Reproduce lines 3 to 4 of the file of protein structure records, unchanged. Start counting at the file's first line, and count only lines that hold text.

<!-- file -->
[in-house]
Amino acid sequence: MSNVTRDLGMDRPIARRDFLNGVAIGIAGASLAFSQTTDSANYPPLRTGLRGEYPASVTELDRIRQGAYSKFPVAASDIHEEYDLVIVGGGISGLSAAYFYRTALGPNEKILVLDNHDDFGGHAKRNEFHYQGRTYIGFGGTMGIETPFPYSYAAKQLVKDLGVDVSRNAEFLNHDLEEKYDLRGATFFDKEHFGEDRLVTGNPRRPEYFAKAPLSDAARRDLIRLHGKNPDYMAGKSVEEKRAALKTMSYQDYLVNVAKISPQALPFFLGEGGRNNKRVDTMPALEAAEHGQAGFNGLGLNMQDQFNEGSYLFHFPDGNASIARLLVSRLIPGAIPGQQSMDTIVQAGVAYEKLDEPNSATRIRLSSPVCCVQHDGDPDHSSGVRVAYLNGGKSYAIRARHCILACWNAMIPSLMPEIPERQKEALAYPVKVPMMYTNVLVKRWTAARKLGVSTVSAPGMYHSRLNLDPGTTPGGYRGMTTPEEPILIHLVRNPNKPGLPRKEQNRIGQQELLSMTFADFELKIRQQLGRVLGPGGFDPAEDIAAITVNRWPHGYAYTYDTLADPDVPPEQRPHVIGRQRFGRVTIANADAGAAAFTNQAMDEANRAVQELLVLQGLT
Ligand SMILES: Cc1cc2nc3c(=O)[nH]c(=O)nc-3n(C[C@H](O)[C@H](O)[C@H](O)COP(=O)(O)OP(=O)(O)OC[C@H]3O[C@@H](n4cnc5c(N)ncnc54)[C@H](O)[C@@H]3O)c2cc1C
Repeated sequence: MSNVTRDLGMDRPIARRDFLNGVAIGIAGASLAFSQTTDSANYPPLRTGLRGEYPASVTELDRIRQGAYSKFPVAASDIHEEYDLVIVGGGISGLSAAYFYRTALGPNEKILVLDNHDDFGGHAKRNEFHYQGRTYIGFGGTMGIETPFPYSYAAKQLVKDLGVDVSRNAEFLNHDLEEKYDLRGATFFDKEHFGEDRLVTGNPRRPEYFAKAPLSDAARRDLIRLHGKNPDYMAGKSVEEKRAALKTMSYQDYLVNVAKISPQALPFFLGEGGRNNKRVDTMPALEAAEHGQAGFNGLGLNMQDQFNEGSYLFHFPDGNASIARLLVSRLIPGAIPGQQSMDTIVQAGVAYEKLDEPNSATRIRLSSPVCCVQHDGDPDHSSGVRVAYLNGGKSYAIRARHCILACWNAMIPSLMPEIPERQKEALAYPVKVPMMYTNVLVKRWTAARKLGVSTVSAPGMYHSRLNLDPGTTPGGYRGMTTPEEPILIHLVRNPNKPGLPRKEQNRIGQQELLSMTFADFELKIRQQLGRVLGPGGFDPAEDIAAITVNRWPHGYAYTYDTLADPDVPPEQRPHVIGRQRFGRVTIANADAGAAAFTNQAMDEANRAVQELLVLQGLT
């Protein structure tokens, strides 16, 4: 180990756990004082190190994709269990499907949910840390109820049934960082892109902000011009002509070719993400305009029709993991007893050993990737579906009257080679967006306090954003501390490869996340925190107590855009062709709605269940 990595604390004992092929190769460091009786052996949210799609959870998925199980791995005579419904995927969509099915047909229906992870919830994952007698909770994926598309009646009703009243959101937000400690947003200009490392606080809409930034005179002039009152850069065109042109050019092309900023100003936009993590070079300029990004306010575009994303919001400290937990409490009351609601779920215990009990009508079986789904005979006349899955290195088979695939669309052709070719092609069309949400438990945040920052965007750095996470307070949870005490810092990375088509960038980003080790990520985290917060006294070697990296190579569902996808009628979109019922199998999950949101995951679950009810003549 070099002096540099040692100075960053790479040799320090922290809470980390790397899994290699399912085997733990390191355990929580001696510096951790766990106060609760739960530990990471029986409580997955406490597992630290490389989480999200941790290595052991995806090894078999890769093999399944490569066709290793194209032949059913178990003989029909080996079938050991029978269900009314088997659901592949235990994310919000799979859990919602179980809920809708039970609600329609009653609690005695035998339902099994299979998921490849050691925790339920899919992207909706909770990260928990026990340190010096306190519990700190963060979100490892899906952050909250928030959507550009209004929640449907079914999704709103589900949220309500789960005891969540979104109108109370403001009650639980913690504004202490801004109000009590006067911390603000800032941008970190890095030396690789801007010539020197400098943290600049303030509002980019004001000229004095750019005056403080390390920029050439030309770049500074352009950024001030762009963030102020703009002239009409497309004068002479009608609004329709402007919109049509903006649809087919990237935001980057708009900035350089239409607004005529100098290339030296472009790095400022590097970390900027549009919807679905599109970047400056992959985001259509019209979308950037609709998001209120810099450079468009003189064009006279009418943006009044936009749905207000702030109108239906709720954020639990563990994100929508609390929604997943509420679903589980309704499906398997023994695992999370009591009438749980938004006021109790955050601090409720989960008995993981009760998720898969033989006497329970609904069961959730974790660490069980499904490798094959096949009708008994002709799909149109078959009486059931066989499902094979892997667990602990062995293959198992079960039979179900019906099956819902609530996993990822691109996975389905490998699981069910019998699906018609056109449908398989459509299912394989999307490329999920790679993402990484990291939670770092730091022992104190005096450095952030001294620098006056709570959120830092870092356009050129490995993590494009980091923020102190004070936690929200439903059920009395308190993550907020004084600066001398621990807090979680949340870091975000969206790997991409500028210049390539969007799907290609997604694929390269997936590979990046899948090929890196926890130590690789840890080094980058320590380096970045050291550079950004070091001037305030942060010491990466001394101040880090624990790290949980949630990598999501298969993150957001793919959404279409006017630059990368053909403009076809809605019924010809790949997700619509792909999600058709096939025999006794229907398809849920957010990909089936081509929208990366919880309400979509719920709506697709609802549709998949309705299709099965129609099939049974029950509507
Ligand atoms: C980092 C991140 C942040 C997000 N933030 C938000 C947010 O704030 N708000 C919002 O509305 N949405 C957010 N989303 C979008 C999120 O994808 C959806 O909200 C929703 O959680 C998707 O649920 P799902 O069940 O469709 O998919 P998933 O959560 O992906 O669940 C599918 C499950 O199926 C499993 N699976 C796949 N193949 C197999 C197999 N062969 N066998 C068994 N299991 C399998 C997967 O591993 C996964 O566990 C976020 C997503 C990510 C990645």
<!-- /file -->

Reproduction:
Ligand SMILES: Cc1cc2nc3c(=O)[nH]c(=O)nc-3n(C[C@H](O)[C@H](O)[C@H](O)COP(=O)(O)OP(=O)(O)OC[C@H]3O[C@@H](n4cnc5c(N)ncnc54)[C@H](O)[C@@H]3O)c2cc1C
Repeated sequence: MSNVTRDLGMDRPIARRDFLNGVAIGIAGASLAFSQTTDSANYPPLRTGLRGEYPASVTELDRIRQGAYSKFPVAASDIHEEYDLVIVGGGISGLSAAYFYRTALGPNEKILVLDNHDDFGGHAKRNEFHYQGRTYIGFGGTMGIETPFPYSYAAKQLVKDLGVDVSRNAEFLNHDLEEKYDLRGATFFDKEHFGEDRLVTGNPRRPEYFAKAPLSDAARRDLIRLHGKNPDYMAGKSVEEKRAALKTMSYQDYLVNVAKISPQALPFFLGEGGRNNKRVDTMPALEAAEHGQAGFNGLGLNMQDQFNEGSYLFHFPDGNASIARLLVSRLIPGAIPGQQSMDTIVQAGVAYEKLDEPNSATRIRLSSPVCCVQHDGDPDHSSGVRVAYLNGGKSYAIRARHCILACWNAMIPSLMPEIPERQKEALAYPVKVPMMYTNVLVKRWTAARKLGVSTVSAPGMYHSRLNLDPGTTPGGYRGMTTPEEPILIHLVRNPNKPGLPRKEQNRIGQQELLSMTFADFELKIRQQLGRVLGPGGFDPAEDIAAITVNRWPHGYAYTYDTLADPDVPPEQRPHVIGRQRFGRVTIANADAGAAAFTNQAMDEANRAVQELLVLQGLT